Body Language Analysis of Travis Bickle in Taxi Driver
When he enters the taxi stop to take a job as a taxi driver, he keeps his hand behind his back. This is called the regal stance, often used by royals and aristocrats that displays a “keep away” look. He probably does it because he doesn’t consider the taxi employer respectable. When the employer asks Travis about his military record, Travis’s head furrows, possibly triggering unpleasant memories as a member of the army.
He enters a movie theatre that presents adult films, he tries to make a move on a woman at the counter selling refreshments but she doesn’t seem to be interested. He takes up space by putting his right hand forward, displaying dominance but the woman seems uninterested. He insists to find her name but the woman threatens to call the manager to which Travis immediately moves back and put his hand in the air. This way Travis is taking up a submissive position and seems less threatening.
He pushes a man away that appears to be disoriented at the deli entrance. The way Travis pushes the individual away, he extends his fingers instead of using the palm. Travis wants to maintain that distance between himself and the individual because he’s disgusted by the individual, he suspects the individual to be a drug abuser. When he enters the cafe, he makes sure he keeps his belonging near his friend rather than taking that seat up, he prefers to maintain a distance from them as well. His hands appear to be closed when he sits eventually opening up when he talks about what he heard over the radio.
When he asks Betsy out, he constantly maintains eye contact. He leans closer when he compliments her, reducing the distance between them to increase intimacy. He takes up space on the table by putting his palms across it, this is a position that displays dominance and authority and is considered a territorial display. He even explains himself through hand movements like showing Betsy what’s on her table. He slightly covers his left hand over the right, this might be to comfort himself when he felt nervous while asking Betsy out for coffee. Even when he leaves, he maintains eye contact, this is significant because it implies intimacy between the two of them.
In the coffee shop, something incredibly subtle is Travis’s hand movements that can’t exactly be seen in the frame but he seems to be fiddling with them when he asks Betsy out to a movie. This again is a sign of nervousness and individuals often do this to comfort themselves. However, as soon as Betsy smiles, Travis stops fiddling with his fingers, exhibiting his nervousness disappearing.
He confronts Betsy and Tom tries to shove him out the door, Travis immediately reacts with Kokutsu Dachi stance which is a Shotokan karate type style. The Kokutsu Dachi is a defensive stance that stores energy in the hind leg for a counterattack. This works and scares Tom.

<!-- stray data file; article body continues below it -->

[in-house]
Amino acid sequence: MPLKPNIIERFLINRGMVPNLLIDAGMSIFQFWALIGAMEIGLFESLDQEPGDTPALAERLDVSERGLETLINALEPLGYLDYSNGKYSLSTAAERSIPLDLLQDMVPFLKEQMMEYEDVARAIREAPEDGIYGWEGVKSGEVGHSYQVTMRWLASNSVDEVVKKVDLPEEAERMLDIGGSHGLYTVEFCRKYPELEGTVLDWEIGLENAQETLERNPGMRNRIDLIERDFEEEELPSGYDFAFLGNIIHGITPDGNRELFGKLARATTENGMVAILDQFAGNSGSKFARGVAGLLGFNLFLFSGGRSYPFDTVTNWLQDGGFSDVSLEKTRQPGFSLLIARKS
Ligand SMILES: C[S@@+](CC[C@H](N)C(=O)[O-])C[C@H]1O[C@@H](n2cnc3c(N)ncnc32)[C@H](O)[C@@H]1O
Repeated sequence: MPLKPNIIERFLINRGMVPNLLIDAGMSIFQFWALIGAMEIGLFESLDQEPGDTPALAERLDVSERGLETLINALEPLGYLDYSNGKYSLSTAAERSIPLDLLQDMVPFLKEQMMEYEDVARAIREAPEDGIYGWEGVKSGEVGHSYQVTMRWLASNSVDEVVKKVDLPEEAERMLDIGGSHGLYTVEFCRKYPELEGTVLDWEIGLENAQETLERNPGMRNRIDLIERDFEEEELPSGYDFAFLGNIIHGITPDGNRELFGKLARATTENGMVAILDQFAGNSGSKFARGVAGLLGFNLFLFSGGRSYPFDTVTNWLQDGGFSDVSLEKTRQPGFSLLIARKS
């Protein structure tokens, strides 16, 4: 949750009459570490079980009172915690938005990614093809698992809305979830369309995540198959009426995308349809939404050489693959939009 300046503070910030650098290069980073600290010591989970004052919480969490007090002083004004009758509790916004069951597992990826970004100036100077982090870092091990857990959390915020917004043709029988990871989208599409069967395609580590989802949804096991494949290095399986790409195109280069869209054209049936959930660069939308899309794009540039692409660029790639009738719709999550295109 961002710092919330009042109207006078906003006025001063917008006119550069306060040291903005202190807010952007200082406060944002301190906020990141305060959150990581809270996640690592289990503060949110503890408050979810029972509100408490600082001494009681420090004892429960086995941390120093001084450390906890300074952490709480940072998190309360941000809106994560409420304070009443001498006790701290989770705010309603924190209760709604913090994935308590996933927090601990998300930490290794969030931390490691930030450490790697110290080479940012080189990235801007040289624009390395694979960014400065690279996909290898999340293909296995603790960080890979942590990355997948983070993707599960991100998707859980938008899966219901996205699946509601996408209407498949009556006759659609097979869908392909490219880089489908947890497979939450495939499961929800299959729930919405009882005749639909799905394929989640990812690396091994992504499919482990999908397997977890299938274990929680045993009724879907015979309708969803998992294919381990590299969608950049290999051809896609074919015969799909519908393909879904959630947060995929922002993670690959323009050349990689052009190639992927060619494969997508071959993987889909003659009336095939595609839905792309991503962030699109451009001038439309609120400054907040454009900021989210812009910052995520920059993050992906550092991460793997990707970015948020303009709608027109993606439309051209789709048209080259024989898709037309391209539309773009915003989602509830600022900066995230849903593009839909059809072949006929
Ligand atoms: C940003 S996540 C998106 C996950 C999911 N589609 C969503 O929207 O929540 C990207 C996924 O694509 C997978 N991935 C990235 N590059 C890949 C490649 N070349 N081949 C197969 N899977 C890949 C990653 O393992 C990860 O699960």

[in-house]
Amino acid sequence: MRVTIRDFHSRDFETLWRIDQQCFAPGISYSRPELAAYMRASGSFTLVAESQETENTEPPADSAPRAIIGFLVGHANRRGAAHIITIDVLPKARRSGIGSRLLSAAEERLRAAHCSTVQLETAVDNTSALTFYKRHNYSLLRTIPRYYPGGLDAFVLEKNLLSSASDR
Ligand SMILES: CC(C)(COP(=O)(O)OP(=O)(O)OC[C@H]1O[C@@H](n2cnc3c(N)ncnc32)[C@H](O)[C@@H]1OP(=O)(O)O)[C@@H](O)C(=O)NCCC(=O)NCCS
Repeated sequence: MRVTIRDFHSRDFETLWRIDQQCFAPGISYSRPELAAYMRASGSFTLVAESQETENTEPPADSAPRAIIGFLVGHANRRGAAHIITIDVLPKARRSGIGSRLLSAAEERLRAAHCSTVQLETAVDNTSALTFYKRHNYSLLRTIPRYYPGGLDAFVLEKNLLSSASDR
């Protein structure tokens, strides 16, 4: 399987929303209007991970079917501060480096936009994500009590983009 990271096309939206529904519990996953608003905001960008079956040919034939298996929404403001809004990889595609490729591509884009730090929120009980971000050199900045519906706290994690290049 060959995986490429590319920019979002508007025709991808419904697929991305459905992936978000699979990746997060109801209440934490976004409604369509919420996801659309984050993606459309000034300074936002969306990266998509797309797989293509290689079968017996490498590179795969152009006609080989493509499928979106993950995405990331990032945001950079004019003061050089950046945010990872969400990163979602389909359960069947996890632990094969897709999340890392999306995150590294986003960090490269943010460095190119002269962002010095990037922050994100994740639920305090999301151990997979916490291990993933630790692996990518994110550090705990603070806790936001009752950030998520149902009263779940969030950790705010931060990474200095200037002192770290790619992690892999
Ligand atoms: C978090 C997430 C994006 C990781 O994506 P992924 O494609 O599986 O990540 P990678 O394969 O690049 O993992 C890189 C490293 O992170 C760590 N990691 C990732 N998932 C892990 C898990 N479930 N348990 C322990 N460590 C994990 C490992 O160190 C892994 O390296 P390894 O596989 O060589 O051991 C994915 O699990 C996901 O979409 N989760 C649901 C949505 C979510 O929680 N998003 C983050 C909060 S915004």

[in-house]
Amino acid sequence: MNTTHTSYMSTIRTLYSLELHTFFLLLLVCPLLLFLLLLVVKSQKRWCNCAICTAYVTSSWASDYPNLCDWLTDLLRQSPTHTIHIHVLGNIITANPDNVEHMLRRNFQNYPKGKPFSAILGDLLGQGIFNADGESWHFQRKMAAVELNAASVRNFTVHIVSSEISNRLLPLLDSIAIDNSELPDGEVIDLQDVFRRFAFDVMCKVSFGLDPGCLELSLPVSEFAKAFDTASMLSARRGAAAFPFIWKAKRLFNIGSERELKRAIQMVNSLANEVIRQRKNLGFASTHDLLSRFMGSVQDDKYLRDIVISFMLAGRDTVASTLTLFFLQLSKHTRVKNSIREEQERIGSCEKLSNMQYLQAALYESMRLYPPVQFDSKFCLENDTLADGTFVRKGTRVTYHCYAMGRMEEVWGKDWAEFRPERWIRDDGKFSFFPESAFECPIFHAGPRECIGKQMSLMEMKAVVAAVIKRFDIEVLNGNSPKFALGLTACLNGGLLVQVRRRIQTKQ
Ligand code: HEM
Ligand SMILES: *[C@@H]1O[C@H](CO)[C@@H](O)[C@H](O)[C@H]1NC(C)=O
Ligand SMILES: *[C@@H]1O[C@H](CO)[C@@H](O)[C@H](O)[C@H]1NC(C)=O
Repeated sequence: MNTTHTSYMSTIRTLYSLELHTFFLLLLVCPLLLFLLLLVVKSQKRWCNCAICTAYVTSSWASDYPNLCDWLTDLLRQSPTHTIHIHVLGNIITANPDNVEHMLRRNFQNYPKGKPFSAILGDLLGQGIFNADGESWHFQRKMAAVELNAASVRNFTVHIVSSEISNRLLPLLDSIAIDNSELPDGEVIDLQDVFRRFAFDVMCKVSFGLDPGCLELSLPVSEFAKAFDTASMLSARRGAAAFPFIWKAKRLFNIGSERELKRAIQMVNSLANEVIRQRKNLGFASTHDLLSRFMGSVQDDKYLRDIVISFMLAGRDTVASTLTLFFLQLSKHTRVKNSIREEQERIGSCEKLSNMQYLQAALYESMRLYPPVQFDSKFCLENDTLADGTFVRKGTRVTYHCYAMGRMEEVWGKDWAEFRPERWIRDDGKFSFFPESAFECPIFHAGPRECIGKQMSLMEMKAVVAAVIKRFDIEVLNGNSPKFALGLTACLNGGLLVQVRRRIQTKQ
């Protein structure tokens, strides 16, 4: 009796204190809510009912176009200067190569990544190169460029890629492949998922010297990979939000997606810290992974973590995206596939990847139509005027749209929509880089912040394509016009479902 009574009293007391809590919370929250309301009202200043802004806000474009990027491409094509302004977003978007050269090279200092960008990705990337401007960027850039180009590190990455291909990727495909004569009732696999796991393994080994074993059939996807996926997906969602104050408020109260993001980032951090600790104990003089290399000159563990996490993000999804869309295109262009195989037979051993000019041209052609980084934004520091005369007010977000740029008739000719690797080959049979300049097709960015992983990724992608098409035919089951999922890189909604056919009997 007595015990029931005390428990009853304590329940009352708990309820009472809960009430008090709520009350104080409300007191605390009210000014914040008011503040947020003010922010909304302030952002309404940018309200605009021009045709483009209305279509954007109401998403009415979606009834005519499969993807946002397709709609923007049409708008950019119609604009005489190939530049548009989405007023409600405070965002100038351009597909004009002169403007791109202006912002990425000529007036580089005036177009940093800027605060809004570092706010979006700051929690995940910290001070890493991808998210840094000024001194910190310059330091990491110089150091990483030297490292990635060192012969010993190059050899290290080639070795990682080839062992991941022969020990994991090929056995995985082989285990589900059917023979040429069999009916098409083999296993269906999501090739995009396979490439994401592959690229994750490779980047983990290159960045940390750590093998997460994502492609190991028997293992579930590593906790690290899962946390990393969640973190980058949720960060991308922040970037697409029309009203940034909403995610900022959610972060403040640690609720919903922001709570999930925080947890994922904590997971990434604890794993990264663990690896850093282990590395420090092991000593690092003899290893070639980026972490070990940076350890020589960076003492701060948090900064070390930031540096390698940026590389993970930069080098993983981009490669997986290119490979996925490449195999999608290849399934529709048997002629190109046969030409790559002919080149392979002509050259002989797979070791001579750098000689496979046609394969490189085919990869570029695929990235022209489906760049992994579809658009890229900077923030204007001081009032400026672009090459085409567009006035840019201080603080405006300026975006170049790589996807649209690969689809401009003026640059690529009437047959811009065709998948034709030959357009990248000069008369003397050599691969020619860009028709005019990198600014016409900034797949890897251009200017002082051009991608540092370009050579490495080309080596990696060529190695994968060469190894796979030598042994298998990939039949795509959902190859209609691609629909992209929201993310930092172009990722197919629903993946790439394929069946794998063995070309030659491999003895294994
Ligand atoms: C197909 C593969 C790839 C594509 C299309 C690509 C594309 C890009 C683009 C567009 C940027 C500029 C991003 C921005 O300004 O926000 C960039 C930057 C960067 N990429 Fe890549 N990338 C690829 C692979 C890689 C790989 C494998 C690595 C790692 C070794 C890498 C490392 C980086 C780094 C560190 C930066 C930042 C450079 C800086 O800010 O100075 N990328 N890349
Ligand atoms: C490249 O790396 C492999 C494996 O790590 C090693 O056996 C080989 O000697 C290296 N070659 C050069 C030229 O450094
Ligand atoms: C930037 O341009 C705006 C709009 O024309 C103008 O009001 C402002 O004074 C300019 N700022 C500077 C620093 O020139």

Travis is seen scouting the area where Palantine will be campaigning. He immediately moves into arms folded over chest stance when he stands beside the secret service man as he tries to grab his attention. However, this is a failed mirroring effect as the arm placement is different compared to that of the secret service man. He leans in and asks him “what kind of guns do you carry?” Travis fakes his smiles constantly throughout the conversation. At the end of the conversation, he shakes hands with the secret service man with his left hand. This is usually a sign of an insincere promise in America.
Where Travis imagines a hypothetical situation and acts it out in his room, he repeats the question “you talking to me?” over and over. As if someone’s talking to him. It is important to note that Travis is doing this while he looks at Palantine’s poster and the city map, giving subtle hints of his plan. He holds his arms close to his chest, people often do this behaviour in a public space and rarely at home. Individuals behave in such a way at home when they’re being bothered by something.
He then goes to meet Iris and to meet her, he has to get through Matthew aka Sport. During his conversation with Sport, Sport describes what Travis could do to Iris, Travis disgusted by this, subtly steps away from Sport. Throughout the conversation, Travis is gradually seen increasing his distance from Sport. People often lean back or step away when they find something unpleasant during a conversation.
After the entire shoot-out and killing Iris’s timer, he tries to shoot himself thrice in the head but there aren’t any bullets in the gun. He sits down on the couch heavily and leans his head back. The cops arrive and Travis notices them, he imitates a gun with his bloody hand and tries to shoot himself thrice. This scene depicts nothing other than his mentally ill behavior, which is not shocking.
The film revolves around Travis, a literal walking contradiction. He calls the streets of New York scummy and full of filth but then indulges in it by watching adult films. He decides to eat better but drinks cola constantly, has liquor with his breakfast and pops pills all the time. Travis is a ticking time bomb that might blow up any time. The ending of the film shows Travis being hailed as a hero and saving Iris from her previous life. No one knows that he tries to assassinate a presidential candidate. He is then seen, driving around the streets of New York with the same attitude, learning nothing and filled with rage. Finally, was it all real? According to Paul Schrader, the screenwriter for the film, he believes it is reality. You can even notice Travis’s bullet scar when he is talking to his friends at the taxi stand.